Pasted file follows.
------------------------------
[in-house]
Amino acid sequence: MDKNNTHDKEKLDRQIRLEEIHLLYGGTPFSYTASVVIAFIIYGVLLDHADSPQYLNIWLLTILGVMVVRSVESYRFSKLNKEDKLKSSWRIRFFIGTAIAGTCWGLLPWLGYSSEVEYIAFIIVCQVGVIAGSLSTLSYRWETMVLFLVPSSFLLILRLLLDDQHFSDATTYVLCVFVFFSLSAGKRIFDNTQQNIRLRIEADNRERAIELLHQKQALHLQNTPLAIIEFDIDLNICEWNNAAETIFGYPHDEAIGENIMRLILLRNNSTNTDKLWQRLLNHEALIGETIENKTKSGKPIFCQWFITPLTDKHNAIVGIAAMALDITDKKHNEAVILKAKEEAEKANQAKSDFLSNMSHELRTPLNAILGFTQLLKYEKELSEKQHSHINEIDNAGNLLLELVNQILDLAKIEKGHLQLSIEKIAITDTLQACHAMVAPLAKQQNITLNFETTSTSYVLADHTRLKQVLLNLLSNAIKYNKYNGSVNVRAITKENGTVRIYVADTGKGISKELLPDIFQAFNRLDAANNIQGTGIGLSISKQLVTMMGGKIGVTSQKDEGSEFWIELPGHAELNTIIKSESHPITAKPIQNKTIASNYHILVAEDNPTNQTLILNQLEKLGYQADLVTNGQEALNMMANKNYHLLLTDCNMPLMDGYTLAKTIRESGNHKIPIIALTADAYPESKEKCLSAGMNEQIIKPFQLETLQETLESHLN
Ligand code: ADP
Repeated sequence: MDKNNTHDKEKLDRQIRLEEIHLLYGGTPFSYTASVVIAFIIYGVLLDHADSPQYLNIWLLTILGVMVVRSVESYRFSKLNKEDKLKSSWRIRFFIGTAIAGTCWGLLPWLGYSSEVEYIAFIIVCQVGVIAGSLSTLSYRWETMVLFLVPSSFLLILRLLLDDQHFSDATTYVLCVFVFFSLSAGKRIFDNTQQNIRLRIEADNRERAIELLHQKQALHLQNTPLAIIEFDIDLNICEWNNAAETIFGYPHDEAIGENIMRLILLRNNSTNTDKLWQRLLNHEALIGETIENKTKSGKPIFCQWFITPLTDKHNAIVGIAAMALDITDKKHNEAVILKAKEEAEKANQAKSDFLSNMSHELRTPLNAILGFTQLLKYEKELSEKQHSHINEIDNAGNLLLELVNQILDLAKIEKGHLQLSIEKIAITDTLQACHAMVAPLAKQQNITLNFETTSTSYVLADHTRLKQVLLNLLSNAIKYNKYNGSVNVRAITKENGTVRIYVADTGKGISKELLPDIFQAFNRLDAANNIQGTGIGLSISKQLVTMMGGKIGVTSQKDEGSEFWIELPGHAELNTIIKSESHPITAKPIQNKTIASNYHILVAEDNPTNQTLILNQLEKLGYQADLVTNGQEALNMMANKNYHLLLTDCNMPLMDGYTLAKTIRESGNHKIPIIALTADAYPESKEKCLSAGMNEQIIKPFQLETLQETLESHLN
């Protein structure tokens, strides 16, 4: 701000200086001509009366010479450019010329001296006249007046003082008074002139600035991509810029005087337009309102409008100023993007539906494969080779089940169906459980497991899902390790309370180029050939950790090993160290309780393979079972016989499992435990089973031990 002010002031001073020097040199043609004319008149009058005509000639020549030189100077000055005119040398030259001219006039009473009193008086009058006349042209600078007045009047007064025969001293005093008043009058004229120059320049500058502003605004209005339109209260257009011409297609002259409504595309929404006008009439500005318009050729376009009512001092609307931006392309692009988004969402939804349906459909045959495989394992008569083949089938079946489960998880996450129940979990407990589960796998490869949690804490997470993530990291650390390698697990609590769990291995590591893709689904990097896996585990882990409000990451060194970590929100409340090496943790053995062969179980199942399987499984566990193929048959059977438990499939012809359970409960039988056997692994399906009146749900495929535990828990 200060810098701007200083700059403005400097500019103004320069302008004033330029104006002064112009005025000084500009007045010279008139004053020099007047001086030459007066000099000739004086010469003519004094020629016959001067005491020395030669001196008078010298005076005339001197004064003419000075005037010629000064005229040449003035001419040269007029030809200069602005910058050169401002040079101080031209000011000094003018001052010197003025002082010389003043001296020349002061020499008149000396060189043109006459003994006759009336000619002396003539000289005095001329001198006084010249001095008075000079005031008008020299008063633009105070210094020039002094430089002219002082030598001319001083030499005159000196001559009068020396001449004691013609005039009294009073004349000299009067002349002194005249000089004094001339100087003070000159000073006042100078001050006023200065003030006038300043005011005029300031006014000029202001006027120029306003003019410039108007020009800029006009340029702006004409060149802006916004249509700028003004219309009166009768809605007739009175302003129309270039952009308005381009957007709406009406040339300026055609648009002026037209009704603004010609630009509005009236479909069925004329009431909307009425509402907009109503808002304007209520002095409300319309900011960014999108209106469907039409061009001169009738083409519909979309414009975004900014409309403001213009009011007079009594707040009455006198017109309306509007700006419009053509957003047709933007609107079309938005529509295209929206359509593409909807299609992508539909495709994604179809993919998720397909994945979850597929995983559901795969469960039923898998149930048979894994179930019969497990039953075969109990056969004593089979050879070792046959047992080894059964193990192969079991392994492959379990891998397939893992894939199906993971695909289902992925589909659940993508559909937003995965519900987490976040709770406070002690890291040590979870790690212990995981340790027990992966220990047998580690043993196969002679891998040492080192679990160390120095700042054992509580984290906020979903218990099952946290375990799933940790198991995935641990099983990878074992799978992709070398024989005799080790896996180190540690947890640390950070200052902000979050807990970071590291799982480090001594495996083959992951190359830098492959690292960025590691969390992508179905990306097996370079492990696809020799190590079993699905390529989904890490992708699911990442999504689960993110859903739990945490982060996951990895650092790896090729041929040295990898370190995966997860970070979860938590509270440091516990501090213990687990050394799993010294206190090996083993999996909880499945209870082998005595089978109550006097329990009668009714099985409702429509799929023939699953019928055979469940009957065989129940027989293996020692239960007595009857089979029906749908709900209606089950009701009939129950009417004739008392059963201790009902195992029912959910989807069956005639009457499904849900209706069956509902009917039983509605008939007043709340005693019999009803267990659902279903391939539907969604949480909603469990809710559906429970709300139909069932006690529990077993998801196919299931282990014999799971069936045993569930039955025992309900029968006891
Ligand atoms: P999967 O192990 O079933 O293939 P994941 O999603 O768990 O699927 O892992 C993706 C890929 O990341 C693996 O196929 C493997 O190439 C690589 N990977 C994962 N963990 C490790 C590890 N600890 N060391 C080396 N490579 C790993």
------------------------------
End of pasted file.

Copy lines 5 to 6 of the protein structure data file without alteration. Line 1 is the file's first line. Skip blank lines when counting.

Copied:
């Protein structure tokens, strides 16, 4: 701000200086001509009366010479450019010329001296006249007046003082008074002139600035991509810029005087337009309102409008100023993007539906494969080779089940169906459980497991899902390790309370180029050939950790090993160290309780393979079972016989499992435990089973031990 002010002031001073020097040199043609004319008149009058005509000639020549030189100077000055005119040398030259001219006039009473009193008086009058006349042209600078007045009047007064025969001293005093008043009058004229120059320049500058502003605004209005339109209260257009011409297609002259409504595309929404006008009439500005318009050729376009009512001092609307931006392309692009988004969402939804349906459909045959495989394992008569083949089938079946489960998880996450129940979990407990589960796998490869949690804490997470993530990291650390390698697990609590769990291995590591893709689904990097896996585990882990409000990451060194970590929100409340090496943790053995062969179980199942399987499984566990193929048959059977438990499939012809359970409960039988056997692994399906009146749900495929535990828990 200060810098701007200083700059403005400097500019103004320069302008004033330029104006002064112009005025000084500009007045010279008139004053020099007047001086030459007066000099000739004086010469003519004094020629016959001067005491020395030669001196008078010298005076005339001197004064003419000075005037010629000064005229040449003035001419040269007029030809200069602005910058050169401002040079101080031209000011000094003018001052010197003025002082010389003043001296020349002061020499008149000396060189043109006459003994006759009336000619002396003539000289005095001329001198006084010249001095008075000079005031008008020299008063633009105070210094020039002094430089002219002082030598001319001083030499005159000196001559009068020396001449004691013609005039009294009073004349000299009067002349002194005249000089004094001339100087003070000159000073006042100078001050006023200065003030006038300043005011005029300031006014000029202001006027120029306003003019410039108007020009800029006009340029702006004409060149802006916004249509700028003004219309009166009768809605007739009175302003129309270039952009308005381009957007709406009406040339300026055609648009002026037209009704603004010609630009509005009236479909069925004329009431909307009425509402907009109503808002304007209520002095409300319309900011960014999108209106469907039409061009001169009738083409519909979309414009975004900014409309403001213009009011007079009594707040009455006198017109309306509007700006419009053509957003047709933007609107079309938005529509295209929206359509593409909807299609992508539909495709994604179809993919998720397909994945979850597929995983559901795969469960039923898998149930048979894994179930019969497990039953075969109990056969004593089979050879070792046959047992080894059964193990192969079991392994492959379990891998397939893992894939199906993971695909289902992925589909659940993508559909937003995965519900987490976040709770406070002690890291040590979870790690212990995981340790027990992966220990047998580690043993196969002679891998040492080192679990160390120095700042054992509580984290906020979903218990099952946290375990799933940790198991995935641990099983990878074992799978992709070398024989005799080790896996180190540690947890640390950070200052902000979050807990970071590291799982480090001594495996083959992951190359830098492959690292960025590691969390992508179905990306097996370079492990696809020799190590079993699905390529989904890490992708699911990442999504689960993110859903739990945490982060996951990895650092790896090729041929040295990898370190995966997860970070979860938590509270440091516990501090213990687990050394799993010294206190090996083993999996909880499945209870082998005595089978109550006097329990009668009714099985409702429509799929023939699953019928055979469940009957065989129940027989293996020692239960007595009857089979029906749908709900209606089950009701009939129950009417004739008392059963201790009902195992029912959910989807069956005639009457499904849900209706069956509902009917039983509605008939007043709340005693019999009803267990659902279903391939539907969604949480909603469990809710559906429970709300139909069932006690529990077993998801196919299931282990014999799971069936045993569930039955025992309900029968006891
Ligand atoms: P999967 O192990 O079933 O293939 P994941 O999603 O768990 O699927 O892992 C993706 C890929 O990341 C693996 O196929 C493997 O190439 C690589 N990977 C994962 N963990 C490790 C590890 N600890 N060391 C080396 N490579 C790993």